They report that “in absolute terms, Toronto…started the most housing units in 2021. It also recorded a nine-per-cent increase in housing starts compared to 2020, fueled by more apartment and single-detached home construction. However, it didn’t start the most units relative to its population.”

Almost half of the new apartment buildings in the city have more than 100 units. About a quarter of them are more than 20 storeys high. Toronto has had more construction cranes at work than any other North American city since 2015, according to the Rider Levett Bucknall Crane Index. That includes cranes that are building commercial and institutional towers, but the majority have been for residential projects.

Statistics Canada says the rapid increase in the number of apartments is expected to “continue, and even accelerate.” Among the reasons: an aging population, as seniors often live in smaller households, high house prices, smaller household sizes and increasing urbanization.

“Despite the rapid growth in the number of apartments, single-detached homes remain the most common type of dwelling in Canada, representing 7.9 million dwellings or 52.6 per cent of the total number of dwellings,” says Statistics Canada. “Due to slower growth from 2016 to 2021 (4.4 per cent), the share of these houses among all private dwellings has decreased since 1981” when it was 57.2 per cent.

Last year, single-detached homes accounted for just nine per cent of housing starts in Montreal, 11.6 per cent of starts in Vancouver and 16.5 per cent of Toronto’s starts. Single-detached starts are most common in Calgary, Edmonton and Ottawa. “These are the cities that generally have high availability of developable land and choose to expand their urban periphery,” says the CMHC report.

It says cities need a diversity of housing to meet current and future housing needs. “Choices in dwelling type, tenure type and location are needed to provide housing options for households of different sizes, ages and compositions…more choice is better. A greater diversity of new housing improves the match between household and home and makes any given housing type more affordable due to increased supply,” says CMHC. But with land costs so high, only higher-density structures are financially feasible, it says.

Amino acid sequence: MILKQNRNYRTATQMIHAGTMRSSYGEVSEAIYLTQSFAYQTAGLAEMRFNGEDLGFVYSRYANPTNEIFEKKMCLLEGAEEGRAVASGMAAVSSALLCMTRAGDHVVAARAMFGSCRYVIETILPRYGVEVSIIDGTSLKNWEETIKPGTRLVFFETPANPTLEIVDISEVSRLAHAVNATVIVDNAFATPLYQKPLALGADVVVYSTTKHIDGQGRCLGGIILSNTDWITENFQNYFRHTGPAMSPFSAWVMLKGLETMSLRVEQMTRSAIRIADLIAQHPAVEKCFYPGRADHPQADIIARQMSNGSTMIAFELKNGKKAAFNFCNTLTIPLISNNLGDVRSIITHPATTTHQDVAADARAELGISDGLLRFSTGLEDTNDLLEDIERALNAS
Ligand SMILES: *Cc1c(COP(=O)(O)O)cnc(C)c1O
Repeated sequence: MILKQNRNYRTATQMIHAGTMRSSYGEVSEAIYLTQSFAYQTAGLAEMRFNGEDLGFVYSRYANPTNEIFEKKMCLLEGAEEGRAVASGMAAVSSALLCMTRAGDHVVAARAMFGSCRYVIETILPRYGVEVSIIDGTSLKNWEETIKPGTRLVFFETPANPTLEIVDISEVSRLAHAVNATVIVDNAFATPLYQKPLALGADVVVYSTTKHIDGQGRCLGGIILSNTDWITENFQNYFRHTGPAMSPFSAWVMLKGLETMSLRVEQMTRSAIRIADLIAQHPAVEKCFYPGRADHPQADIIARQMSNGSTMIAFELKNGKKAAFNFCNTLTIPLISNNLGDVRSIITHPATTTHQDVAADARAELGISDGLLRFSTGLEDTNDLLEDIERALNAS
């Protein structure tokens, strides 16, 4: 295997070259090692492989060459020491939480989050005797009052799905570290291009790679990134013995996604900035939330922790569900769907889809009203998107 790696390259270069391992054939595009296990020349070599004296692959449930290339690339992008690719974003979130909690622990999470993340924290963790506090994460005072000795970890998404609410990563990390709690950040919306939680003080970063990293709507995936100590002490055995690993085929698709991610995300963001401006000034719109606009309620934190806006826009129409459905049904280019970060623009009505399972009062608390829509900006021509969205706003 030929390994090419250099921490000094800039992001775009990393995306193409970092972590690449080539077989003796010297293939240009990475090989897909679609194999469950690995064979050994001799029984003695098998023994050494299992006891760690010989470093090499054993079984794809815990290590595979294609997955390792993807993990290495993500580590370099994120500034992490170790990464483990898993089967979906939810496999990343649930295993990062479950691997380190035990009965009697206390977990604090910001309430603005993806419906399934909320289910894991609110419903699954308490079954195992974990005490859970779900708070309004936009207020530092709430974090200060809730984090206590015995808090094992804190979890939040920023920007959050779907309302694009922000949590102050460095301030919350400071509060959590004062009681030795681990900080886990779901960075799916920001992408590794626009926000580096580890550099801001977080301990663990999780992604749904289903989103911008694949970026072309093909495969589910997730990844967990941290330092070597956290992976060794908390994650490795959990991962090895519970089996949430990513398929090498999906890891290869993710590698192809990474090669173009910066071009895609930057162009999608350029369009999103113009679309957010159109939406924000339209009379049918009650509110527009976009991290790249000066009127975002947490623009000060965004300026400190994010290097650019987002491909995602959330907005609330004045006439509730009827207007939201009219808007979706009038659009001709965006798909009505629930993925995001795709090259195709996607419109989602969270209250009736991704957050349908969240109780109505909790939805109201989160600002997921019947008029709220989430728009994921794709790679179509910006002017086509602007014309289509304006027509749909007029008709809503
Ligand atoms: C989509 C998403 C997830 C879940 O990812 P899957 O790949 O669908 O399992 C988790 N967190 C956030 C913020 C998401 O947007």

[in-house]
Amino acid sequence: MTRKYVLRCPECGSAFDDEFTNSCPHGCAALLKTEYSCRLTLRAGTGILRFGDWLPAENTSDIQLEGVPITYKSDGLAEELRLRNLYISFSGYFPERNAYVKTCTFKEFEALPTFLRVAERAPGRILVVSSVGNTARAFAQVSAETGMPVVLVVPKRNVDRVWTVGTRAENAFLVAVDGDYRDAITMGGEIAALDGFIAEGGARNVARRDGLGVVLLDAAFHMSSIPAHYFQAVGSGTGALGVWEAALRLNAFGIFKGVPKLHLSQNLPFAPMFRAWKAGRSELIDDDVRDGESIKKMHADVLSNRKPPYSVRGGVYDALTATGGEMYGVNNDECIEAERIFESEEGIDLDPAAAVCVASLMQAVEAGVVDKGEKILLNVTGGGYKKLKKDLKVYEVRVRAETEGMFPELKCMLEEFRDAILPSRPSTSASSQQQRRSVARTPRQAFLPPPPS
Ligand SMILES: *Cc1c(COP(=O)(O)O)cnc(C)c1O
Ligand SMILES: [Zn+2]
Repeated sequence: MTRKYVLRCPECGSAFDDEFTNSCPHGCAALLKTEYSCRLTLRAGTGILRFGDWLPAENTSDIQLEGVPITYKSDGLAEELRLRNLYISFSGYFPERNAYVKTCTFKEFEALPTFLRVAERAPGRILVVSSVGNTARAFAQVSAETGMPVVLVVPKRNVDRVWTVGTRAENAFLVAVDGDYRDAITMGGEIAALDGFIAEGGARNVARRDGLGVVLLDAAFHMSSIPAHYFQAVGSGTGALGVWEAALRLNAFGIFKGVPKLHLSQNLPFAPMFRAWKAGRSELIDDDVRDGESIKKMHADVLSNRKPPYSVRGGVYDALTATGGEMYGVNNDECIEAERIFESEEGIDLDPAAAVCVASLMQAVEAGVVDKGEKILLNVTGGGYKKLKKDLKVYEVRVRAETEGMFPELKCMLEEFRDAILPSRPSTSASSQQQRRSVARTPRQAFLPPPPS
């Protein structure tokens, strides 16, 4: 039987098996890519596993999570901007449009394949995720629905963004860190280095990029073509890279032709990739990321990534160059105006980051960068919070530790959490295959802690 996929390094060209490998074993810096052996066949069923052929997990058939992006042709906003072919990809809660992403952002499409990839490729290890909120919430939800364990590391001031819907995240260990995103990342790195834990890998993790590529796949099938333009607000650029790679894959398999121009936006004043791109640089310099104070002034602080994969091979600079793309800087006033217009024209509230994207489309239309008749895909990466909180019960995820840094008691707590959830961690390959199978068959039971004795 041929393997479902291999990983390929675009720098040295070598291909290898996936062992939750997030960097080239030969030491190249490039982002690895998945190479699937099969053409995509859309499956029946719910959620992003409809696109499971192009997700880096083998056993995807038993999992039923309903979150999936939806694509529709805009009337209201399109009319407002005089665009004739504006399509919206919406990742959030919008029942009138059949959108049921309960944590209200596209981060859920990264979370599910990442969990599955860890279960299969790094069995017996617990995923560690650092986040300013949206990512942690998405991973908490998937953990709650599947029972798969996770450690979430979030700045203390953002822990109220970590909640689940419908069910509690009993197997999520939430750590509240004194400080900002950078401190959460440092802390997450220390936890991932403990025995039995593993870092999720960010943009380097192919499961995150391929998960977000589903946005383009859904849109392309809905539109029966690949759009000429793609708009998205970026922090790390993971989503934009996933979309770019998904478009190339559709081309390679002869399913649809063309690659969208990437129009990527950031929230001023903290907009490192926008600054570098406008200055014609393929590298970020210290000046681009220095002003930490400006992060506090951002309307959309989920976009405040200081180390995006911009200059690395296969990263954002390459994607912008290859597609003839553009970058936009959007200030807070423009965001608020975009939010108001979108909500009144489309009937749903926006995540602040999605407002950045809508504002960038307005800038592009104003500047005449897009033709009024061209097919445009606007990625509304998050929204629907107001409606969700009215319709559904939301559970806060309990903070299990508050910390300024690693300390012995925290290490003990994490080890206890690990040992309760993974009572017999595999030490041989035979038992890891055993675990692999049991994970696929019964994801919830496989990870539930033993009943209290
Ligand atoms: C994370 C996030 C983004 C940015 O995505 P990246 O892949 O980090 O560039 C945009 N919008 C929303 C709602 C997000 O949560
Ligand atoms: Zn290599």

One solution could be to increase the availability of row houses, which provide larger living spaces than apartments. “They also split the land cost over multiple units to make more affordable home prices possible,” says the CMHC report. More row houses in cities across Canada would offer more choice for households with different needs, it says.

Statistics Canada says the 2021 Census enumerated almost 15 million private dwellings, which were occupied by 36.3 million people.

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Jim Adair

Jim Adair has been writing about Canadian real estate, home building and renovation issues for more than 40 years. He is the former editor of Canada’s leading trade magazine for real estate professionals, as well as several home building, décor and renovation titles. You can contact him at jimremonline@rogers.com